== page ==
Traders who suffered under Taliban go digital
Zahra Kazemi started her business Bamyan Weavers nearly 30 years ago, when Afghanistan was under Taliban control. She left the country after the Taliban destroyed her trade, returning after the U.S.-led invasion in 2001 drove the regime from power.
Kazemi, like many traders in the country, needed to be able to sell to people outside the country to grow her business. But she didn’t even have a bank account.
That’s where Nasrat Khalid came in. Khalid, who moved to Washington, D.C., from Kabul, Afghanistan, in 2017 to work for the World Bank, dreamed of finding a way for artisans from his native Afghanistan to sell to customers around the world.
Khalid co-founded Aseel, a digital platform that connects local artisans with customers in the United States and other markets, in 2019. Meaning “authentic” in Persian, Aseel is one of a few e-commerce providers in Afghanistan, where small producers face significant barriers to the global marketplace.
“We didn’t sell much abroad, and when we did, it was only through some exhibitions,” Kazemi said. “International trade can support our employees toward self-independence and sustainability, and we see Aseel as a guarantee for that.”
Aseel’s initial challenge was reaching out to local producers of traditional crafts such as ceramics and calligraphy as many of its sellers had no experience of the export markets and some didn’t even have bank accounts.
Bamyan Weavers, “a group of women in a remote Afghan province who were selling the products through their little shop. They didn’t have a company to start with, so we helped them make their first collection and get a bank account,” Khalid said. “If it was not for Aseel, they’d still be selling in their little shop.”
Now, he says, “they can sell all over the world.”
Kazemi, who gained her business license in 2013, now employs nearly 500 workers, mostly women making handwoven rugs, clothing, shoes and accessories.
Aseel helps makers of handmade products such as carpets, ceramics, bags, jewelry, clothing, cashmere goods, wooden crafts and artwork to identify their customers and sell to them directly, Khalid said.
Customers place their orders through the Aseel website or on the app and payments are made via PayPal or with a credit or debit card. Aseel transfer the funds—minus a 25% commission—to sellers in Afghanistan. Sellers don’t need to have internet access because the Aseel team in Kabul manages marketing, including photographing and cataloguing the products. Aseel also provides training for partners to allow them to take control of their online shops.
Low internet penetration and limited access to electronic banking present considerable challenges. In 2017 just 13.5% of the Afghan population had access to the internet, according to data from the World Bank. Just 12% of Afghans have access to banking services, and only 8% of this cohort have full electronic banking, according to recent statistics from the Afghanistan Banks Association.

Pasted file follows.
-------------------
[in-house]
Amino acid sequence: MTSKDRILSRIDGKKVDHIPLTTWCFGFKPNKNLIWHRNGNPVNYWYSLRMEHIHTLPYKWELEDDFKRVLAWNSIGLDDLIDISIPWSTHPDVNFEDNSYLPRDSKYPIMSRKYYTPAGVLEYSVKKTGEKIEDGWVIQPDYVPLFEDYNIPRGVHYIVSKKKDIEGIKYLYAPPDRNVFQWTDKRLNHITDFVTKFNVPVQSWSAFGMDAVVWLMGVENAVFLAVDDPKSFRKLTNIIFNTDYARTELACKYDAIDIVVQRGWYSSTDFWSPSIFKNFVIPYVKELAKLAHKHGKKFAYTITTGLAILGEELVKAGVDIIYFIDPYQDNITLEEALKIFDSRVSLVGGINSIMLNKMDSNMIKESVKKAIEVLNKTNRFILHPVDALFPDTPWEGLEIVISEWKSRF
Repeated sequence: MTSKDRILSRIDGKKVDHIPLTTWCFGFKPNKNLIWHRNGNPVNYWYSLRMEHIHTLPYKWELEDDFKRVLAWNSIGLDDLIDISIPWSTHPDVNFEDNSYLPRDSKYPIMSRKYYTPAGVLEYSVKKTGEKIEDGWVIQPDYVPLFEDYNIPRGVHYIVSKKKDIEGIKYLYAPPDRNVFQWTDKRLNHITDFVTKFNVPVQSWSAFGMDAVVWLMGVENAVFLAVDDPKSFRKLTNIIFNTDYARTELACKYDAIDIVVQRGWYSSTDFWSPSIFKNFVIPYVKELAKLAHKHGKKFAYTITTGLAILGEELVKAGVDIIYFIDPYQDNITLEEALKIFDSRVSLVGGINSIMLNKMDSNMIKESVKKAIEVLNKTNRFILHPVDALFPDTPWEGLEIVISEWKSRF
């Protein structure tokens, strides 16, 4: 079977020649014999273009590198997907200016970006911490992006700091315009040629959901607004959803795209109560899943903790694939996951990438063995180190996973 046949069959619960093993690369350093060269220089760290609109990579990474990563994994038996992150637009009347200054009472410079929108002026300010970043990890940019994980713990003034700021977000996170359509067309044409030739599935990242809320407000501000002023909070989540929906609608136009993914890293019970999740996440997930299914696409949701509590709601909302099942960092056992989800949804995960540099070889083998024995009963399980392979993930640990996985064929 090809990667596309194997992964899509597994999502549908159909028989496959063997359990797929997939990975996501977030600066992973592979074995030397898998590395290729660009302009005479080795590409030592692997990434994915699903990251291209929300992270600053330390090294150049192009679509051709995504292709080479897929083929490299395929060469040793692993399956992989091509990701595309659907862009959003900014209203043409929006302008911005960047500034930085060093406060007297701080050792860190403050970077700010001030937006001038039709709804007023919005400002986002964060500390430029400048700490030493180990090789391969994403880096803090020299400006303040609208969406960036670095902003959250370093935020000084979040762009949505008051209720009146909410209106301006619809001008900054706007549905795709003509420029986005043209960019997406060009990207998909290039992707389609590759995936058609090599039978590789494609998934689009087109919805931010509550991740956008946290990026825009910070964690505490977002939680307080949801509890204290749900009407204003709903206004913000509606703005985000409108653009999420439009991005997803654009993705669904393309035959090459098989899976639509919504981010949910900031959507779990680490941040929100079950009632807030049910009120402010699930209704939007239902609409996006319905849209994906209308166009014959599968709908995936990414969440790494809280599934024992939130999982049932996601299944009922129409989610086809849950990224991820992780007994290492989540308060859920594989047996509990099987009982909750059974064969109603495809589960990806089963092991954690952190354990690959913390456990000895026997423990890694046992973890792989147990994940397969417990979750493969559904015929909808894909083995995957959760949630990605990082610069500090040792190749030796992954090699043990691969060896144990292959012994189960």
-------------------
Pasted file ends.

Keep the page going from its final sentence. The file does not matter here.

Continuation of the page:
Since 2017, a government plan has boosted exports by opening up “air corridors.” The initiative has mostly benefited food producers, leaving makers of other goods with few options to sell internationally, Khalid said.
The platform’s mission is to create 10,000 jobs in Afghanistan by promoting handmade products and supporting local entrepreneurs. Among Aseel’s 12-strong team of young professionals based in Alexandria, Virginia, and Afghanistan are migrants who want to give back to their communities. During the coronavirus pandemic, the platform launched a digital campaign on Facebook to raise funds for Afghan artisans—particularly small business owners and women-led enterprises—affected by the lockdown.
“I learned from previous experience that no matter how many millions you got, countries like Afghanistan do not have the infrastructure to absorb aid from international development projects,” Khalid said.
He sees the approach of international agencies as “old-fashioned” with a focus on short-term goals and believes that the way to preserve traditional crafts and provide jobs is to connect existing businesses with larger markets.
Many large global agencies set up costly projects that bring minimal results instead of supporting what is already working, he said.
For Khalid and his team, the hope is apps like Aseel can help local producers get out of poverty and think big. “[With mobile apps], Afghan artisans can build their own businesses instead of waiting for international organizations to do it for them,” he said.
Aseel operates between Afghanistan and the U.S., Australia and Canada, but the team hopes to expand to other markets soon. A marketing tour of Afghanistan’s major cities to raise awareness about the app and its potential for selling abroad has been put on hold during the pandemic.
“Artisans don’t need to be taught to make carpets or jewelry. They already know that,” said Khalid. “What they need is a platform to sell their products to customers.”
(Edited by Ruth Doris and Allison Elyse Gualtieri)